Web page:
Rider 550, level of detail of coverage Albania

Hello, before purchasing I wanted to check what is the level of map detail in the Balkans


  • DougLap
    DougLap Posts: 9,964
    Hi @Greenbeacon

    Click on the following link then Click on See all Specs and you then get map, traffic an cameras coverage details. Re maps a % is given if not full coverage.


  • Lochfrass
    Lochfrass Posts: 18,076
    The Rider has World Maps, so you don´t need to purchase the Albania map.
    It should be available in your device.
    Look at Menu/Settings/Map/add Map
  • Niall
    Niall Posts: 11,130

    According to this https://www.tomtom.com/en_gb/sat-nav/maps-services/shop/travel-map/eastern-europe/#map-coverage-0
    Detailed Coverage

    Albania Bosnia and Herzegovina Bulgaria 75% Croatia Cyprus Czech Republic

    Estonia Greece Hungary Kosovo Latvia Lithuania Macedonia 77% Moldova 52%

    Montenegro Poland Romania Serbia Slovakia Slovenia Ukraine 65%

    To check for more detailed information try this route in MyDrive from Vlorë, 9401, ALB to Saranda, 9701, ALB
  • ST1300_PanEuropean
    ST1300_PanEuropean Registered Users Posts: 82
    Revered Navigator
    edited February 2020
    HI Greenbeacon:

    My experience (18 years using Garmins, new to using TomTom) is that TomTom generally has better cartography for out-of-the-way places like Albania, Tunisia, etc. than Garmin does.

    Two years ago, I rode around Albania for several weeks using my Garmin, and it had very good coverage. So from that, I would expect that the TomTom coverage is at least as good if not better.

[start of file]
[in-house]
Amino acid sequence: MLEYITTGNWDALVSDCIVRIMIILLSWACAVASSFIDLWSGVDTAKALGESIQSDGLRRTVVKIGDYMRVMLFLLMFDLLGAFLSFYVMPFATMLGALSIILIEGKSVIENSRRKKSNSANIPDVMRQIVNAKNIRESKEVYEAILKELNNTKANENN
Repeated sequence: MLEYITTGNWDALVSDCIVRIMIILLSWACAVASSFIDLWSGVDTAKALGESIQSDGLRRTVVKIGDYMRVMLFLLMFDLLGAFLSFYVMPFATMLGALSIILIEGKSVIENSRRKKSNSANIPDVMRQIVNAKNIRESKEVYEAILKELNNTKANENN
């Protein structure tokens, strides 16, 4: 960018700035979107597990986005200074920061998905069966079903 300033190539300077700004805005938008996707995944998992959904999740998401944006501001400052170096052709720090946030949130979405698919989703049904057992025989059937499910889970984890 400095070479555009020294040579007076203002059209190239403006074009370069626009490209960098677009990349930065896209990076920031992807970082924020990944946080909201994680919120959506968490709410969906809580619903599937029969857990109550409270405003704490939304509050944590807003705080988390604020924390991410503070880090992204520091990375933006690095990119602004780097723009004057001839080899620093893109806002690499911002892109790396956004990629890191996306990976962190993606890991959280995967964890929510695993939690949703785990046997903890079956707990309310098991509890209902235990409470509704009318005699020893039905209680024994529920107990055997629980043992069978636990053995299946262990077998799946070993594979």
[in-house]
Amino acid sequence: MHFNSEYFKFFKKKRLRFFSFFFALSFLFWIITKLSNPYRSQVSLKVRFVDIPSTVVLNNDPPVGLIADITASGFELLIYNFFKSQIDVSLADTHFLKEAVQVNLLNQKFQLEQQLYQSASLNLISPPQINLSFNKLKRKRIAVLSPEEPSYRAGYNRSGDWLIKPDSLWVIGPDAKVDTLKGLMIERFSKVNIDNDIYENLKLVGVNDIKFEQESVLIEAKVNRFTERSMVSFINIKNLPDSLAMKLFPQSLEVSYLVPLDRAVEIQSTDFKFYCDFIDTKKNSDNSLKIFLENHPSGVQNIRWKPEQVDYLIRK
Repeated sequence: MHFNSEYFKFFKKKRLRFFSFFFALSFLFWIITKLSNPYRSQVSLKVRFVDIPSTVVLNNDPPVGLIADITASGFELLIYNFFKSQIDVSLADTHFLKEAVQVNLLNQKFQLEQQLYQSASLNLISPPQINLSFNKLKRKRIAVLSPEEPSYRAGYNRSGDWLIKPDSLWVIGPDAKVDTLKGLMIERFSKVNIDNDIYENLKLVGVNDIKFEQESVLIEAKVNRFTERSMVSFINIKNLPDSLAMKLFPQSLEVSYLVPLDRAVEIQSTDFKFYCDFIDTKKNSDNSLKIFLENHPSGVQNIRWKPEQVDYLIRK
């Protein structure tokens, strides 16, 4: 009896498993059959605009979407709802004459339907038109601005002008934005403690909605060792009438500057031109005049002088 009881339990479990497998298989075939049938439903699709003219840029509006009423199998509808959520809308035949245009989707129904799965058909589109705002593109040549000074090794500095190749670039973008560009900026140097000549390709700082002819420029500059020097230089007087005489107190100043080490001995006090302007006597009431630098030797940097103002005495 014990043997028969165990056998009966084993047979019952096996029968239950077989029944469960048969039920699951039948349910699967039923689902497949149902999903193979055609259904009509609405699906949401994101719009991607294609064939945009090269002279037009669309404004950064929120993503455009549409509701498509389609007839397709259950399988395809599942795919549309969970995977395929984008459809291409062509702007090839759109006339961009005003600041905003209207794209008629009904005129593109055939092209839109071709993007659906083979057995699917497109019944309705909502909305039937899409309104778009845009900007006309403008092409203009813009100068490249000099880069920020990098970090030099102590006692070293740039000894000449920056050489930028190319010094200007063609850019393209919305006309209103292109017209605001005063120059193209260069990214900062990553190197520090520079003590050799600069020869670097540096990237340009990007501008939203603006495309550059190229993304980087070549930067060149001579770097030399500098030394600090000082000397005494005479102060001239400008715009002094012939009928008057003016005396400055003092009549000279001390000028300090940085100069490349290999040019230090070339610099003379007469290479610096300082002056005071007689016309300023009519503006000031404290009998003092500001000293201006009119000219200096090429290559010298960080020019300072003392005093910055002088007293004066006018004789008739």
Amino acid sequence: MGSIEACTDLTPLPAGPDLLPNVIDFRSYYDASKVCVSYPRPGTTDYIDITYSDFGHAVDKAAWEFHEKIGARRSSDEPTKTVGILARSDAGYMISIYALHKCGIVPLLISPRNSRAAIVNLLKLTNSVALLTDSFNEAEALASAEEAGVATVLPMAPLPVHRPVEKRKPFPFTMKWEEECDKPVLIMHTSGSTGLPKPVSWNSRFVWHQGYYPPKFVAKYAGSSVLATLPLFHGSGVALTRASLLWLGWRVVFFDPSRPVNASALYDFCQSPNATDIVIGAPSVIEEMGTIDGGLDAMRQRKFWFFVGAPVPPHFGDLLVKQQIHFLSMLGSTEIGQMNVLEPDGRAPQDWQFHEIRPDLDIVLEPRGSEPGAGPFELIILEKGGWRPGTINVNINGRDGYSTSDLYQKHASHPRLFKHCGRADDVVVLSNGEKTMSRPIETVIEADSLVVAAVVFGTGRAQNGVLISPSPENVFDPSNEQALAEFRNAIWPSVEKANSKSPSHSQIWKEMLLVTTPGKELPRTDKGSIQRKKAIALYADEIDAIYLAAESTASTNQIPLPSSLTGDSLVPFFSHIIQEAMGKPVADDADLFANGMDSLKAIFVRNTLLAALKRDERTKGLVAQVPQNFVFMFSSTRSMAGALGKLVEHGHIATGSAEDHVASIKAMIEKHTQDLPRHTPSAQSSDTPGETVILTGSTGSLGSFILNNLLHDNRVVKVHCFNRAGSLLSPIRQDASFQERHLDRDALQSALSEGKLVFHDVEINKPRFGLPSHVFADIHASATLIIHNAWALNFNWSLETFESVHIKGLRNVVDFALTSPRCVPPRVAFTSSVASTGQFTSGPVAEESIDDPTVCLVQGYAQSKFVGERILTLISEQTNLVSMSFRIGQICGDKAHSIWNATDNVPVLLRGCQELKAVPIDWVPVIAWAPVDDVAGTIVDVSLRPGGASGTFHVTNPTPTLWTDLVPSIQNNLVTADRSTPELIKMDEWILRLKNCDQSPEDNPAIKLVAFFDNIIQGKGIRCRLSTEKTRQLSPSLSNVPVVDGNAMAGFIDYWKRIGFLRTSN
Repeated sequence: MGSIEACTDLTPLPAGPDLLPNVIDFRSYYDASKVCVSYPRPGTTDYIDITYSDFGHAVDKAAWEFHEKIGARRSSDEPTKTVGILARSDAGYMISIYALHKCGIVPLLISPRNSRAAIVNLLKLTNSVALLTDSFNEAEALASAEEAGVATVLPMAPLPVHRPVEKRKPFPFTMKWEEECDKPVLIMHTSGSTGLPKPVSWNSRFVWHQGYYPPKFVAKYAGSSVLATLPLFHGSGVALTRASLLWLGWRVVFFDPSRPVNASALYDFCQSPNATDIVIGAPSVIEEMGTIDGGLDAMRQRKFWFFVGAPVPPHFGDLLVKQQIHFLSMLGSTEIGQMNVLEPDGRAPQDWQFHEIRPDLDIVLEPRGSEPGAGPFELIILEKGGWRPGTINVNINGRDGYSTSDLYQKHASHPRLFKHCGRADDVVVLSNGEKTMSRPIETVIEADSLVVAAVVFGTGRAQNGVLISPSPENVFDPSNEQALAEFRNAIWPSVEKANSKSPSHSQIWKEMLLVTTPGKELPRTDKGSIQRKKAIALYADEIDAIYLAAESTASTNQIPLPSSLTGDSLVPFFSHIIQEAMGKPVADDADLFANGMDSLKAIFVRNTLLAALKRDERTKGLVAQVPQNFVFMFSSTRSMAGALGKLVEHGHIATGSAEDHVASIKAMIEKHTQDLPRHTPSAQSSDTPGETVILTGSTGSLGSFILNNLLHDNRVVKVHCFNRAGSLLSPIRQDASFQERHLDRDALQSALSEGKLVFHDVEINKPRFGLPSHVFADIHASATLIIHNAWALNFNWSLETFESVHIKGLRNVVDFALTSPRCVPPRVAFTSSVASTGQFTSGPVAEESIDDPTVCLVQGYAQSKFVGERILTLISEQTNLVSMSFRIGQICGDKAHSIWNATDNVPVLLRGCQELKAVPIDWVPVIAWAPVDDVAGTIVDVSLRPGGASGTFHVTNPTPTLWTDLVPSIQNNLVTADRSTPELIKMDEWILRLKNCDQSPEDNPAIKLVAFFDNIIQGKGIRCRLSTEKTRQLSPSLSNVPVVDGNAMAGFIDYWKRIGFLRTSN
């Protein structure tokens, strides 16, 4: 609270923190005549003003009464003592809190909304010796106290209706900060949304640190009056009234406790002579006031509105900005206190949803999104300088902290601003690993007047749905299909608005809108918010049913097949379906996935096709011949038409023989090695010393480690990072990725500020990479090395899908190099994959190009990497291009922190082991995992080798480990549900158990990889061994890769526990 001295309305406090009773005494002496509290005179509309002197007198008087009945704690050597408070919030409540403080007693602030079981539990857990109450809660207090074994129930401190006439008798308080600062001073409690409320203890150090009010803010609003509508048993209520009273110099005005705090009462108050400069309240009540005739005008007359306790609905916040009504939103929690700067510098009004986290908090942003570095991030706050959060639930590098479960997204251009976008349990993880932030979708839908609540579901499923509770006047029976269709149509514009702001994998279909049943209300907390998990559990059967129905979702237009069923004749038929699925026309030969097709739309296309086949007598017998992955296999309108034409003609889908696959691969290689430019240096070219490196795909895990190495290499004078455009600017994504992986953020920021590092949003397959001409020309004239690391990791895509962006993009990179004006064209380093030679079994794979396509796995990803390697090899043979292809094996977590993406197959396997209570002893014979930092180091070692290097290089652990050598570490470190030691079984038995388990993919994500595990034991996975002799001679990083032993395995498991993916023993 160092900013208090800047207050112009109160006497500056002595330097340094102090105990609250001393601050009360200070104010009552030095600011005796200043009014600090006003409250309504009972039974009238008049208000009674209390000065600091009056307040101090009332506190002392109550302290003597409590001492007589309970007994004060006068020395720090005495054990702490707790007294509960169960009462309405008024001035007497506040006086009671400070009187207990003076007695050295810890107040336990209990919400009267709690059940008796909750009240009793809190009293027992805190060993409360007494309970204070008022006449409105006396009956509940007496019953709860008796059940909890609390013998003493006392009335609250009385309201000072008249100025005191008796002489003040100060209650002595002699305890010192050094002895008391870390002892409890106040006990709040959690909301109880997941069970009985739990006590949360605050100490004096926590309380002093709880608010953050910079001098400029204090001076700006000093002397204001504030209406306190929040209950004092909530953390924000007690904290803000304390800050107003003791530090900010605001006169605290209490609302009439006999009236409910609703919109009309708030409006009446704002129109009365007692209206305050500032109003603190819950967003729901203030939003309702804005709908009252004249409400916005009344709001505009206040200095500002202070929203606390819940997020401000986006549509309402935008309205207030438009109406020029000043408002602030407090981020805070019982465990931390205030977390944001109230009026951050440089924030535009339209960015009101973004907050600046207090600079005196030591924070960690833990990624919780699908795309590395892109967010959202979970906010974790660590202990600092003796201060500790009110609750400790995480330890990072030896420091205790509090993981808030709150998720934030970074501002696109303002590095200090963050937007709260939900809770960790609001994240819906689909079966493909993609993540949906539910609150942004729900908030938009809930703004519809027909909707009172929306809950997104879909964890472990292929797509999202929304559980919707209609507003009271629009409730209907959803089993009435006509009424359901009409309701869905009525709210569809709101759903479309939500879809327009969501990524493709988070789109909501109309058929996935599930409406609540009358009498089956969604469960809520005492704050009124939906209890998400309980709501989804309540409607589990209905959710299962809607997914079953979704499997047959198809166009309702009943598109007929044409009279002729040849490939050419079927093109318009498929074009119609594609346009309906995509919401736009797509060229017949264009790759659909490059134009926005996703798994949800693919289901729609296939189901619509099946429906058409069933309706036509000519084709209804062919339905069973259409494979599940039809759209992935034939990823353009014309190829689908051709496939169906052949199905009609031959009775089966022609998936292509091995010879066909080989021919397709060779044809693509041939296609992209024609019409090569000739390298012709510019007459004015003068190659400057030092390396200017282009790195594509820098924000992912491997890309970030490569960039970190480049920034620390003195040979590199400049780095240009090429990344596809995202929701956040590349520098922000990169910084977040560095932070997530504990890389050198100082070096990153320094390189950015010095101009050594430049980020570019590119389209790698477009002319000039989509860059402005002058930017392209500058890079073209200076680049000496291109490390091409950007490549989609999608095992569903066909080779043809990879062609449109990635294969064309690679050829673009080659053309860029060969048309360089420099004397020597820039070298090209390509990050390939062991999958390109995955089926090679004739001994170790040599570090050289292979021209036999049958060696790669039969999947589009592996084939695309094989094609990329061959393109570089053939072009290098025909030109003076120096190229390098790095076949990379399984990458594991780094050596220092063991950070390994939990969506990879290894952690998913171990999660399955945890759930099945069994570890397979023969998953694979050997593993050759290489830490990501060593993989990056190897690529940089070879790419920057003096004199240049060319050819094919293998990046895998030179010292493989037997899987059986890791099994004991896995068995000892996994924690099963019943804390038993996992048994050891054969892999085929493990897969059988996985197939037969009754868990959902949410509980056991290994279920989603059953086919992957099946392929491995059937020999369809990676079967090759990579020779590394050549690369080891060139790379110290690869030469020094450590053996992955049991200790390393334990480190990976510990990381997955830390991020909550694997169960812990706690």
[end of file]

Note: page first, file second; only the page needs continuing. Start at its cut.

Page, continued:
I spent a few minutes just now looking at some of the towns I am familiar with in Albania on my TomTom Rider 550, and the maps are very complete. So I think you can go ahead and buy the TomTom device without any worries.

    You might not get "lane guidance" in some of the smaller towns, but it sure appears to me that all of the roads - primary, secondary, tertiary, and city streets - are there.

    Keep in mind that when you are riding in any lesser-developed or out of the way country (e.g. Albania), even though the road may be present on the device's display, the cartographic database might not know exactly what kind of road it is - paved highway, hard surface secondary road, gravel road, cow-path, etc. These characteristics, which are called "road attributes", can be taken for granted in first-world countries, but are not always present in lesser-developed countries. So, if you are relying on your device (Garmin or TomTom or a smartphone with Google maps, it doesn't matter) for navigation guidance on an intercity route, you need to maintain a bit of skepticism about the roads the device chooses to send you on, until you are certain that it is an appropriate road type for your motorcycle.

    Clearly, the kind of road that would be acceptable - even enjoyable - to a BMW GS rider with knobbies might be a nightmare for me on my Honda PanEuropean!

    In particular, in lesser developed countries, you will find that GPS navigator cartographic databases often don't know if the road is hard-surfaced (paved) or not. Combine that with the fact that in lesser developed countries, some roads are not adequately maintained - and there is no way the GPS can know that - and the result is that you can't rely 100% on long intercity routes the device proposes, you have to do your own due diligence on the suggested route before you head out.